► CAR's guide to snow and winter tyres
► Full independent tests to name the best
► Should you buy winter tyres for your car?
Interested in upgrading to winter tyres to keep your car going when the mercury plummets? It can be hard to know which tyres will work best at sub-zero temperatures - you’re often left perusing the EU labels in a jungle of undecipherable jargon.
Our sister magazine Auto Zeitung in Germany relies on neither official diagrams nor manufacturer labels. Instead it bought the latest crop of winter tyres anonymously at independent suppliers to complete the latest 2020 winter tyre test. It’s a very Germanic, thorough and complex industrial test standard that goes far beyond the label requirements.
These independent tests used the latest measurement technology and Arctic test facilities in Finland to find out which winter tyre deserves your cash. Read on for the full results.
Winter tyres: what we’re looking for
The official labels categorise tyres on efficiency, wet grip for braking and rolling noise - and classify each property with letters. To this we tested a range of parameters including deceleration, traction, steering precision and driving stability on various surfaces and under the same parallel conditions. We also rated comfort and resistance to aquaplaning (when the tyre floats up on standing water, losing grip).
Designing a winter tyre that can excel in every discipline is difficult. Tyre makers juggle compound, tread design and carcass construction to find the elusive sweet spot where the rubber can cut through ice and slush, find grip in all conditions - whether slippery or dry - and serve up ride comfort, peace and quiet for drivers. Oh, and tyres must also last a long time and not disintegrate when the temperature climbs. It’s a tough gig.
These are often conflicting goals; if you improve a tyre’s efficiency, for example, grip in wet conditions decreases - and vice versa. If you reduce the profile depth for more steering precision, the tyre will float faster. If you design more slats - or sipes - in the profile to improve grip on snow, dry grip becomes worse. In short: all-rounders are the exception.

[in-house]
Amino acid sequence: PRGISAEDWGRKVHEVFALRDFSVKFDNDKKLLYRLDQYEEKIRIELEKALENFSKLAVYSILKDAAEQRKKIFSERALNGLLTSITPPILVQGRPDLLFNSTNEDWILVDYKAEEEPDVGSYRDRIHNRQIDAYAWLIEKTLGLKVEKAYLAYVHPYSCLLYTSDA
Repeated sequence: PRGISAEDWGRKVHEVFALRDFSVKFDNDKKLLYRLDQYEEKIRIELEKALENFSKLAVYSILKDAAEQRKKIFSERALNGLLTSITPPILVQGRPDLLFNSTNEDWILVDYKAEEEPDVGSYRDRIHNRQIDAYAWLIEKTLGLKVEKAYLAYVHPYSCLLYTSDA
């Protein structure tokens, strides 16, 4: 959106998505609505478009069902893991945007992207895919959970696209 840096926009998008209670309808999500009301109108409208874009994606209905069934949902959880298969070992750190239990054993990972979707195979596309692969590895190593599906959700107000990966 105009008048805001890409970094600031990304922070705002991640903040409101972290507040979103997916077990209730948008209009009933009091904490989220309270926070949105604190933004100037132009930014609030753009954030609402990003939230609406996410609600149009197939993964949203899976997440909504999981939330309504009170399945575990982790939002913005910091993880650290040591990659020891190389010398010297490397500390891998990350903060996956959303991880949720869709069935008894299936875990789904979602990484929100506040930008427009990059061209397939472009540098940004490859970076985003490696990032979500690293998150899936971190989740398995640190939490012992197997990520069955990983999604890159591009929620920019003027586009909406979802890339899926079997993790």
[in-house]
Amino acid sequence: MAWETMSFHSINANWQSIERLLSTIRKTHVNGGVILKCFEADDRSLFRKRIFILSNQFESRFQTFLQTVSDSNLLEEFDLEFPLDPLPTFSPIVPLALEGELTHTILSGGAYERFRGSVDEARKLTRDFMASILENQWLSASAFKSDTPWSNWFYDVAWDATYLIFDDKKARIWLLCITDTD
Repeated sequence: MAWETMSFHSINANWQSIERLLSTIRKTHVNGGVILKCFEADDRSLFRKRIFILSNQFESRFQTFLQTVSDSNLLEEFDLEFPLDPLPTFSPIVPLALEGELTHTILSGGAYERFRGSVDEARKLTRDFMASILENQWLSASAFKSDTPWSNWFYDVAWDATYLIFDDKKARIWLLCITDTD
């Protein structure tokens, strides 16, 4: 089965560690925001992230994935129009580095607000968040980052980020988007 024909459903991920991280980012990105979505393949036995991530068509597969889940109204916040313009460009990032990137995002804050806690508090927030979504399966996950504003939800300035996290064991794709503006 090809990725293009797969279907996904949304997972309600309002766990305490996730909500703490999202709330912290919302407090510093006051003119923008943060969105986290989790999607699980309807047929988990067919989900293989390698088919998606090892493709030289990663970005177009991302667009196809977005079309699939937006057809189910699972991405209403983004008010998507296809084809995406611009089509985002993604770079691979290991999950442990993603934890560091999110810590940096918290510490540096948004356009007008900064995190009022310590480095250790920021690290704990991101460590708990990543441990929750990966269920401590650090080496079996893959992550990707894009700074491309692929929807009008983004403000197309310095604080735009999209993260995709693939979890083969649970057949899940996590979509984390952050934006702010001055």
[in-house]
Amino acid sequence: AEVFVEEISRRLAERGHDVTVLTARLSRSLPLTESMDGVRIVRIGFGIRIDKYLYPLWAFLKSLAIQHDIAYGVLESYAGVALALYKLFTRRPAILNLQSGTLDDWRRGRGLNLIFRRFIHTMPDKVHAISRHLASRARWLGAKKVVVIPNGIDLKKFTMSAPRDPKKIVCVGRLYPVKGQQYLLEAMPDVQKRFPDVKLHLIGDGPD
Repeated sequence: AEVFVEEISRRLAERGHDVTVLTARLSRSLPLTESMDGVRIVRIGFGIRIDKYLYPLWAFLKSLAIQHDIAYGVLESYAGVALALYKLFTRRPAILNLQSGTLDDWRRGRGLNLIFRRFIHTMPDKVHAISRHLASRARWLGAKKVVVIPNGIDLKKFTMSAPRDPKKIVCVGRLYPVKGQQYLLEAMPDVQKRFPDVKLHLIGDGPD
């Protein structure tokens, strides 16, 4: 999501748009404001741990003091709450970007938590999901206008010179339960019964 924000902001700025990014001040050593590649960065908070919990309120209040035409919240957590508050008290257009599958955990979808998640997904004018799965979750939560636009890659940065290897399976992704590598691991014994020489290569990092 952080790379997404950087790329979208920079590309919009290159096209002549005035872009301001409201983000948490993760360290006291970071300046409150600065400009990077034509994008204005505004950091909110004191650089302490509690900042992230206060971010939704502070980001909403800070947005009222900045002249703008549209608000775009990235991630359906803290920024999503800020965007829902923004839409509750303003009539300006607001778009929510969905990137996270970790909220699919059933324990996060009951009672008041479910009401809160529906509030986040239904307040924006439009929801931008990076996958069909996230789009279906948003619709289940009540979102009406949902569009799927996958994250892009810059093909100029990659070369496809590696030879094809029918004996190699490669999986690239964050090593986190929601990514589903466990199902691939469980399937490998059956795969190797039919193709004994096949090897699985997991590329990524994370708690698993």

How we tested the best winter tyres 2020
The Auto Zeitung tyre test is run annually with stringent rules so you can trust the results:
- All tyres are bought independently: a mix of 2018 and 2019 products (NB these are German market tyres, many of which are available in the UK too)
- Tests are independent with no manufacturer help. Each tyre is examined using reproducible driving manoeuvres at the limit on snow, wet and dry surfaces - with and without ESP stability control engaged. This is the only way we can say whether a tyre offers security during a spontaneous evasive manoeuvre. We also subjectively evaluate the comfort properties
- Each tyre has its rolling resistance tested on two different test stands, to see if it meets the EU label criteria
Only after these exhaustive tests are completed can we anoint the best winter tyres for your car.
Best winter tyres 2020: which ones should you buy?
Remember these conflicting goals. In our winter tyre test there were hardly any all-rounders. Most winter tyres are good at one thing, but struggle to top each of our individual tests.
Our test winner this year is the Goodyear UltraGrip Performance Gen-1. We tested it in a V-spec and it offers high safety reserves on snow and in dry conditions, and is particularly easy to grip on wet asphalt. Despite its overall strong performance, it failed to come first in any one discipline.
In heavy snow conditions, the Chinese-made Austone SP 901 gripped the best. However, the amount of silica in the rubber compound (essential for good wet grip) is so low that the tyre completely fails when the road is wet. It aquaplaned from 64kph (the Falken and Michelin reached around 80kph) and when braking from 62mph the SP 901 was still travelling at almost 54kph when the Michelin Alpin 5 had pulled to a standstill. Austone revised the asymmetrical profile since our test and claims better results.
The Michelin Alpin 5 has now been replaced by the 6, but even the outgoing tyre did particularly well in wet conditions and only just missed the test victory. It came second overall in our winter tyre test 2020.
Likewise, the Vredestein Wintrac Pro (third place) is a rain professional, but also offers very high driving safety on dry roads, just like the Nokian WR A4 in sixth place and Pirelli Winter Sottozero 3 in fifth place. However, both tyres lost points in the tests on snow-covered roads. The fact that the Finn receives no recommendation from us - like the Continental TS 850 P in seventh place overall - is due to the long braking distances in the wet; it was still travelling at around 30kph when the Michelin was stationary.
Winter tyre test results in detail
||Winter tyre tested
|Goodyear UltraGrip Performance Gen-1
||The Goodyear achieved its test victory with very safe driving characteristics under all test conditions
||Michelin Alpin 5
||Outstanding in the wet and dry without problems - and with the best traction on snow
||Vredestein Wintrac Pro
||With the Wintrac Pro, Vredestein has created a balanced winter tire that fits all round
||Dunlop Winter Sport 5
||Very good performance on all surfaces. Brilliantly safe in adverse conditions